> >> > > best inkjet or toner based setups that I know of just barely meet
      > >> > > minimal letterpress standards.
      > >> > >
      > >> > > I assume that the fineness/detail might NOT be a significant concern
      > >> > > though for folks pursuing this as an alternative to silver based
      > >> > > film negatives.
      > >> > >
      > >> > > A problem that I see is initial and ongoing cost and the constant
      > >> > > evolution of the hardware/software. The great thing about the
      > >> > > Linotronic and other imagesetters is how stable that has made
      > >> > > digital letterpress for over two decades.
      > >> > >
      > >> > > I'd think that you'd have to be consuming an awful lot of film to
      > >> > > justify any sort of expense beyond just buying from a service bureau
      > >> > > or equivalent. And you still need a platemaker. Or better yet, not
      > >> > > have one. Had not an odd set of circumstances allowed me to buy a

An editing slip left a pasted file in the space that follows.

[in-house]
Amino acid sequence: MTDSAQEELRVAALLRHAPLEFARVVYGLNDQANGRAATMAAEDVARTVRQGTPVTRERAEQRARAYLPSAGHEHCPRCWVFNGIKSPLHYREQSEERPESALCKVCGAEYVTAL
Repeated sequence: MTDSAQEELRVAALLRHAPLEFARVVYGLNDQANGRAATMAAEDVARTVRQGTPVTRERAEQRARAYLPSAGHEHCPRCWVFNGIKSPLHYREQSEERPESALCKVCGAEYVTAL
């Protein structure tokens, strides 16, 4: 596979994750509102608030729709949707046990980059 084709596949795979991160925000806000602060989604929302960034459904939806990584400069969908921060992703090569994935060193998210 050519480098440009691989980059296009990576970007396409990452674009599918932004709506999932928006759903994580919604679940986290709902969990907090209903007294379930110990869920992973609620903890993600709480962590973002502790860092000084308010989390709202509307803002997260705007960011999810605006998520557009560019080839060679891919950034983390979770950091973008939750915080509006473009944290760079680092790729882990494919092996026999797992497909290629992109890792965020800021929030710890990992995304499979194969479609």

> >> > > platemaker for a major project way back when I suspect I never would
      > >> > > have really had the need for one.
      > >> > >
      > >> > > I started using photopolymer plates for letterpress book production
      > >> > > in the early 1990s and I can easily state that decision saved me a
      > >> > > ton money over buying metal type and photoengravings. Buying the
      > >> > > processed film and plates from someone who knew what they were doing
      > >> > > was a no-brainer.
      > >> > >
      > >> > > It is nice to have a platemaker in-house, as someone mentioned, but
      > >> > > if you can't make a better plate than you could buy elsewhere, it
      > >> > > doesn't do you a whit of good.
      > >> > >
      > >> > > Gerald
      > >> >
      > >> >
      > >> >
      > >>
      > >>
      > >>
      > >> --
      > >> Boxcar Press
      > >> 509 W. Fayette St. #135
      > >> Syracuse, NY 13204
      > >> www.boxcarpress.com
      > >>
      > >
      > >
      >
      >
      > --
      >
      > Boxcar Press
      > 509 W. Fayette St. #135
      > Syracuse, NY  13204
      > www.boxcarpress.com
      >



    • Chad Pastotnik
      My apologies Gerald, I d forgotten the rules for this list but won t repeat. ________________________ Chad Pastotnik Deep Wood Press 231.587.0506
      Message 37 of 37 , Sep 1, 2012